Helping the homeless onto their feet one latte at a time: Tarek’s Café H eases the homeless into the world of work
Heaps of papers and a few stacked boxes of crisps fill the warm, somewhat cramped office in which Tarek Samad sits comfortably at his desk. He notions towards the monitor to his left and draws attention to one member of staff who can be seen making a sandwich in the café which adjoins his workspace. He is from Vietnam and had previously been a victim of human trafficking. Tarek speaks with an invested tone as he says that he is now learning English and is proving to be a great asset to the café’s team.
Café H, which Tarek spends his days managing, is the offspring of Cardiff based homeless charity Huggard. The café acts as a stepping stone into employment for the homeless by providing them with work experience.
“There are a lot of barriers in front of homeless people, they can’t get references for employment, they’ve been out of work for so long that they can’t get back into that routine,” Tarek explains. “We have service users here who are willing and planning to make a change to their lives.”
Bloom where you are planted
Tarek was approached to run Café H when it opened five years ago. Before this he worked for the refugee council, helping refugees into employment in the UK.
“Refugees come from very troubled areas around the world and by making them feel safe and comfortable, we try to help wipe all of the negative, fearful thoughts that they came with,” Tarek said.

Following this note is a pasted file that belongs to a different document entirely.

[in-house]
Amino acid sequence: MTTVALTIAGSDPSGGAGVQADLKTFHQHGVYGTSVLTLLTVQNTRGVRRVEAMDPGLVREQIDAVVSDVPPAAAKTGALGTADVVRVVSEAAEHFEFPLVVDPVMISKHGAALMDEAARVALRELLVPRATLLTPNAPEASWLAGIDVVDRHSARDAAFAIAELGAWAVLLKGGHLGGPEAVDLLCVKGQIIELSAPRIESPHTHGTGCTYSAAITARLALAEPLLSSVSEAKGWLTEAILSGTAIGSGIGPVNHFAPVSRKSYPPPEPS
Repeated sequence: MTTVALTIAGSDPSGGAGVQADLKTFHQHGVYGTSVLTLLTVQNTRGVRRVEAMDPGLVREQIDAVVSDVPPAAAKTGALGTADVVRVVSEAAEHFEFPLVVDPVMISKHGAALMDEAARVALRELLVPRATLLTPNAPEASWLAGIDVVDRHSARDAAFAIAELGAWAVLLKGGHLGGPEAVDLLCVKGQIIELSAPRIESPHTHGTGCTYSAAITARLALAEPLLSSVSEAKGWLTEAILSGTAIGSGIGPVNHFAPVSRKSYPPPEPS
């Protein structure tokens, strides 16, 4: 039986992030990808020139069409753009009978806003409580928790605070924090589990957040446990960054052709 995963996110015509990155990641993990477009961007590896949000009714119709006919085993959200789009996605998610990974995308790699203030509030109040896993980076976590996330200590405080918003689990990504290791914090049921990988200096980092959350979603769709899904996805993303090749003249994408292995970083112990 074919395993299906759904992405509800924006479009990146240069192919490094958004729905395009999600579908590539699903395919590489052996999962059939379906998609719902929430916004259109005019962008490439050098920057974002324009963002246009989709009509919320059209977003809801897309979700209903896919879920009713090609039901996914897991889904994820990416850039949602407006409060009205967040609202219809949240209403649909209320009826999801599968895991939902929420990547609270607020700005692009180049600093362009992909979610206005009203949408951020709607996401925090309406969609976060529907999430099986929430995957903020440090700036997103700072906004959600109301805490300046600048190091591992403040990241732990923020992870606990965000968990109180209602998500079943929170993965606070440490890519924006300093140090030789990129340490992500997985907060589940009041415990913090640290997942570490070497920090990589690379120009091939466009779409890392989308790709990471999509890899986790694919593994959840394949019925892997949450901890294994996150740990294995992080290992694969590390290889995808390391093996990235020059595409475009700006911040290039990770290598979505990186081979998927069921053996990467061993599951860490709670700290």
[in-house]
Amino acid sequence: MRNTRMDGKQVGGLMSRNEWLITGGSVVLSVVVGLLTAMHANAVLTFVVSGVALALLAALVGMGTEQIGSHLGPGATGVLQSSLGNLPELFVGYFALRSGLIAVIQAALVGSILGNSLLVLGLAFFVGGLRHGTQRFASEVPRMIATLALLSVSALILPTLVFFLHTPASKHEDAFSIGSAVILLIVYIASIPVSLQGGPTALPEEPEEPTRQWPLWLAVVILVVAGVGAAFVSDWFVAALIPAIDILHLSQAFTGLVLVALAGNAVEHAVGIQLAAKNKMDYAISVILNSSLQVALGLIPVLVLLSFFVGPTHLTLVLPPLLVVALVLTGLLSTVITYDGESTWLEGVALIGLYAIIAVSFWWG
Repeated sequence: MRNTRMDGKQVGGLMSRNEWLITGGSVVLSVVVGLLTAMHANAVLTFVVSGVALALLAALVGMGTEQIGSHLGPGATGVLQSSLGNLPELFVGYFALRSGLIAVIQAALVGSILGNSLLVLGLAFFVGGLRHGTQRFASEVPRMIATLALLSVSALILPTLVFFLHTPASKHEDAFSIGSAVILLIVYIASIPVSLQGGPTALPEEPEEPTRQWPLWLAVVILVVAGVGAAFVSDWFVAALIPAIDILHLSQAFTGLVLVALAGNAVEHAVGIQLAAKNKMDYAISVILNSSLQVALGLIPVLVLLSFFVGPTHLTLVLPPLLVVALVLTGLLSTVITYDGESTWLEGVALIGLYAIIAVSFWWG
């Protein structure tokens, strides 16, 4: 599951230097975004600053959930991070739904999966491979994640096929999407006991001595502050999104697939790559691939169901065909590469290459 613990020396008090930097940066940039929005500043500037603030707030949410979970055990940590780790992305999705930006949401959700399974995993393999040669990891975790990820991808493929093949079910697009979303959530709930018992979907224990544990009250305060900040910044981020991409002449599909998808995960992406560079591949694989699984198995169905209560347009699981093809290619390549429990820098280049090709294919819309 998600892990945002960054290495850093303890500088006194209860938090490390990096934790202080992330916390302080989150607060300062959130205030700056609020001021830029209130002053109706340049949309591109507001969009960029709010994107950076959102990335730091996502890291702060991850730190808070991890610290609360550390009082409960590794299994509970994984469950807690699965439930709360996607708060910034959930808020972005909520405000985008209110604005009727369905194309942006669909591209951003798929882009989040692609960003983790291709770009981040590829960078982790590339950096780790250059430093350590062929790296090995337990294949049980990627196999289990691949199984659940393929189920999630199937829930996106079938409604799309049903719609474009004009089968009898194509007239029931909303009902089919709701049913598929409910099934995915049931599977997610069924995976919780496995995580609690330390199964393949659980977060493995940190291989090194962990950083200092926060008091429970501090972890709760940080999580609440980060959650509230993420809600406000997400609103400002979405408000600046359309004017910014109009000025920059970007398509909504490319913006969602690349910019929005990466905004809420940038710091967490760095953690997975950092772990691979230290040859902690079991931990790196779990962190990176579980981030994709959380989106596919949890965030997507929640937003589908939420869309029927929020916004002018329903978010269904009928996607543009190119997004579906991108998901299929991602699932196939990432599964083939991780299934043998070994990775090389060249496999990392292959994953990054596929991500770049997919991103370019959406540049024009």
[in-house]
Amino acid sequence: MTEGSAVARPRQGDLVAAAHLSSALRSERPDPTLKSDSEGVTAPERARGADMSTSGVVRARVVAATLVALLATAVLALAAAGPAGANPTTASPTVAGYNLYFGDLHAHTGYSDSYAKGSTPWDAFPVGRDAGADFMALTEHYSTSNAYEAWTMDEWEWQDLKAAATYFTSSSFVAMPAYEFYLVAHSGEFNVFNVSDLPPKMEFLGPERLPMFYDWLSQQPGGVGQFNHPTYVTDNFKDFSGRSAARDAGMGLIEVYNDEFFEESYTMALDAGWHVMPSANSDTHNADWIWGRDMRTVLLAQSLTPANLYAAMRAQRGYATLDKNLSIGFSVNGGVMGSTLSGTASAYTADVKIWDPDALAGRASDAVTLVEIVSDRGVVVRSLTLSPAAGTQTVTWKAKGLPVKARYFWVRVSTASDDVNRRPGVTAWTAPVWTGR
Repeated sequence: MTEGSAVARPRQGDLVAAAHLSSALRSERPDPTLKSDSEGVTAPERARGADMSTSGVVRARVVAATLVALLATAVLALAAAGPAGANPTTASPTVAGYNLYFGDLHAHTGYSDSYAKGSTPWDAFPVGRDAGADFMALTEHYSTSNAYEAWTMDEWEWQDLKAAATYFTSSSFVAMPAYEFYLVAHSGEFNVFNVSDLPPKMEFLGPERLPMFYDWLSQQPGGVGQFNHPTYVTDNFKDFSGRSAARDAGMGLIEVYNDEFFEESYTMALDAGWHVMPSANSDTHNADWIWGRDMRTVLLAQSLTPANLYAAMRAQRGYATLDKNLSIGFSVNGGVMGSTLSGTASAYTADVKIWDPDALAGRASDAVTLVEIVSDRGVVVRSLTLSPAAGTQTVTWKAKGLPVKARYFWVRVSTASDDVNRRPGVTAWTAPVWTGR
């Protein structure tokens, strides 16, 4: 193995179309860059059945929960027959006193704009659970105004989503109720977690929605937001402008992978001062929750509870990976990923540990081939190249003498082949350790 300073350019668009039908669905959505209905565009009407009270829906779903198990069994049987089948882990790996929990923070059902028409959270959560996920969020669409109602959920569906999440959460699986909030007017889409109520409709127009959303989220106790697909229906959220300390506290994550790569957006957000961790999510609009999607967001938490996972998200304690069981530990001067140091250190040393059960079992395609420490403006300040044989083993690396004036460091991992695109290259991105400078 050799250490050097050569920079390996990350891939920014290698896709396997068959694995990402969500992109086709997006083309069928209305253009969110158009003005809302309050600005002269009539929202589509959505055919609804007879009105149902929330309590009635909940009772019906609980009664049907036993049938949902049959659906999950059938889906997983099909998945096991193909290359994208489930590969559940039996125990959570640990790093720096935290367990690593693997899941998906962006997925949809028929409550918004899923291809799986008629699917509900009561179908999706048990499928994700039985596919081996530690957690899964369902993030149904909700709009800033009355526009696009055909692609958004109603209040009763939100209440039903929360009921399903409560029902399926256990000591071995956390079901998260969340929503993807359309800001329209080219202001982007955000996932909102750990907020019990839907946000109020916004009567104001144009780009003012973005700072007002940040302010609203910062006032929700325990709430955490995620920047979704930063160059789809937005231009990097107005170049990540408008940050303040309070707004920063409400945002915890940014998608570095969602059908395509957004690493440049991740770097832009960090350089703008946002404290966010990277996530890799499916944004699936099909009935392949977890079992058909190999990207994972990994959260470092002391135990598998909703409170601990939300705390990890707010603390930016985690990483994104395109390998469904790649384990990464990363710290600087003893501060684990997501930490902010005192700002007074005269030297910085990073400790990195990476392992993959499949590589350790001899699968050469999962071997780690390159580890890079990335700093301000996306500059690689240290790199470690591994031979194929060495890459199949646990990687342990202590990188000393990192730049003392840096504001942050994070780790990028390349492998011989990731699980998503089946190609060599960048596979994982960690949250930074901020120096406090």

He continues to reach out to those who need a hand up through his work at Café H. He supports those working in the café while they gain skills, before helping them to find employment and vouching for them as valuable employees.
“What gives me the most satisfaction is that we managed to change some people’s lives, they have jobs now. Even if we don’t get them jobs, we make them feel valuable”
Tarek now calls Wales home and lives in Cwmbran with his wife and two children. “I came from a foreign background myself, and it was very tough when I first came to the country,” he elaborated. “I found people who supported me, and I want to do the same when I see someone in the same position.”
Now more than ever
This year, the Welsh government published data which showed that the homelessness crisis in the country is expanding: the number of households being threatened with homelessness was 14% higher in June 2018 than a year previously.
Tarek said he felt that the issue of homelessness is not being combatted efficiently due to a general lack of understanding.
“The whole of society need to look at it with a very compassionate eye. When you work with the people, you find out a lot of issues that maybe you and I could fall into… you don’t need to be a bad person to fall into it,” he articulated.
Tarek animatedly scribbled a circle on a piece of paper as he explained the vicious cycle of homelessness he has witnessed people become trapped in. He spoke with a clarity which demonstrated a deep-rooted understanding of the issue and a persistent and whole hearted desire to tackle it. “Making them feel there is hope,” he smiled, “simple as that.”